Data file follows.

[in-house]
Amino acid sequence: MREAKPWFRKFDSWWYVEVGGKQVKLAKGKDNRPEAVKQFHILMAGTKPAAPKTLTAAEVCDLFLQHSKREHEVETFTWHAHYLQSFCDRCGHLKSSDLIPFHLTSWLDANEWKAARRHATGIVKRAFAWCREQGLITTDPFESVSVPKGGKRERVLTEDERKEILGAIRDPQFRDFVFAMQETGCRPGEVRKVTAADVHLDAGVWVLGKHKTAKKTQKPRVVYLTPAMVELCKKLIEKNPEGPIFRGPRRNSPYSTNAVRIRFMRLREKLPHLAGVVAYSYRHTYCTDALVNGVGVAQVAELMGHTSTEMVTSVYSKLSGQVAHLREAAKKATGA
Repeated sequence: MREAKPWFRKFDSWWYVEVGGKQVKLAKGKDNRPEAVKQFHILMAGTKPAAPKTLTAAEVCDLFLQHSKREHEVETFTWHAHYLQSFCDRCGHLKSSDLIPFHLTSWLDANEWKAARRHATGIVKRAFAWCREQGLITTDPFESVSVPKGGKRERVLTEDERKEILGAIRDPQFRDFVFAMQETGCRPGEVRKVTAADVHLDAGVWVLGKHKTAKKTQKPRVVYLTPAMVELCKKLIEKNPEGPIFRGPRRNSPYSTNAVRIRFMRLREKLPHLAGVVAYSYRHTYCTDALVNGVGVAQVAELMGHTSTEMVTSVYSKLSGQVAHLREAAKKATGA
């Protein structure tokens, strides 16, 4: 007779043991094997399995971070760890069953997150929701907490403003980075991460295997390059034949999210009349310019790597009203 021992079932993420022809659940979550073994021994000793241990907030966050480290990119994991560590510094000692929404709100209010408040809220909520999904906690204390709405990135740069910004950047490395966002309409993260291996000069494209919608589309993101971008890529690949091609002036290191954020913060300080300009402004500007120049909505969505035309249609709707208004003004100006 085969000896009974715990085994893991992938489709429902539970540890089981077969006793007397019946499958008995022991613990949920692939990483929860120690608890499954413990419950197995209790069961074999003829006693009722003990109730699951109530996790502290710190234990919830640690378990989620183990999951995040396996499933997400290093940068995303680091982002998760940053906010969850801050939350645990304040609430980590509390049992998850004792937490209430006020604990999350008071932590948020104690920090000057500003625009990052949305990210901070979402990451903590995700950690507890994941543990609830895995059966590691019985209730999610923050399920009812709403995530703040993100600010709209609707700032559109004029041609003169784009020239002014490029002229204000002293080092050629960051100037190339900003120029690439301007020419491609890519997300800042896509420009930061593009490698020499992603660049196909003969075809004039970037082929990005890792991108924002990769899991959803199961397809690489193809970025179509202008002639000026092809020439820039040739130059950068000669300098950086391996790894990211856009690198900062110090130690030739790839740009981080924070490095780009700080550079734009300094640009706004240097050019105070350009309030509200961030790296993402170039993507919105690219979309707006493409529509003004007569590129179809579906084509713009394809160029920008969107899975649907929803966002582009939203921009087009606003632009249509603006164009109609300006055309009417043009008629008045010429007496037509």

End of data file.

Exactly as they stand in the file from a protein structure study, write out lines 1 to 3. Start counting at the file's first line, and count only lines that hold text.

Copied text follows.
[in-house]
Amino acid sequence: MREAKPWFRKFDSWWYVEVGGKQVKLAKGKDNRPEAVKQFHILMAGTKPAAPKTLTAAEVCDLFLQHSKREHEVETFTWHAHYLQSFCDRCGHLKSSDLIPFHLTSWLDANEWKAARRHATGIVKRAFAWCREQGLITTDPFESVSVPKGGKRERVLTEDERKEILGAIRDPQFRDFVFAMQETGCRPGEVRKVTAADVHLDAGVWVLGKHKTAKKTQKPRVVYLTPAMVELCKKLIEKNPEGPIFRGPRRNSPYSTNAVRIRFMRLREKLPHLAGVVAYSYRHTYCTDALVNGVGVAQVAELMGHTSTEMVTSVYSKLSGQVAHLREAAKKATGA
Repeated sequence: MREAKPWFRKFDSWWYVEVGGKQVKLAKGKDNRPEAVKQFHILMAGTKPAAPKTLTAAEVCDLFLQHSKREHEVETFTWHAHYLQSFCDRCGHLKSSDLIPFHLTSWLDANEWKAARRHATGIVKRAFAWCREQGLITTDPFESVSVPKGGKRERVLTEDERKEILGAIRDPQFRDFVFAMQETGCRPGEVRKVTAADVHLDAGVWVLGKHKTAKKTQKPRVVYLTPAMVELCKKLIEKNPEGPIFRGPRRNSPYSTNAVRIRFMRLREKLPHLAGVVAYSYRHTYCTDALVNGVGVAQVAELMGHTSTEMVTSVYSKLSGQVAHLREAAKKATGA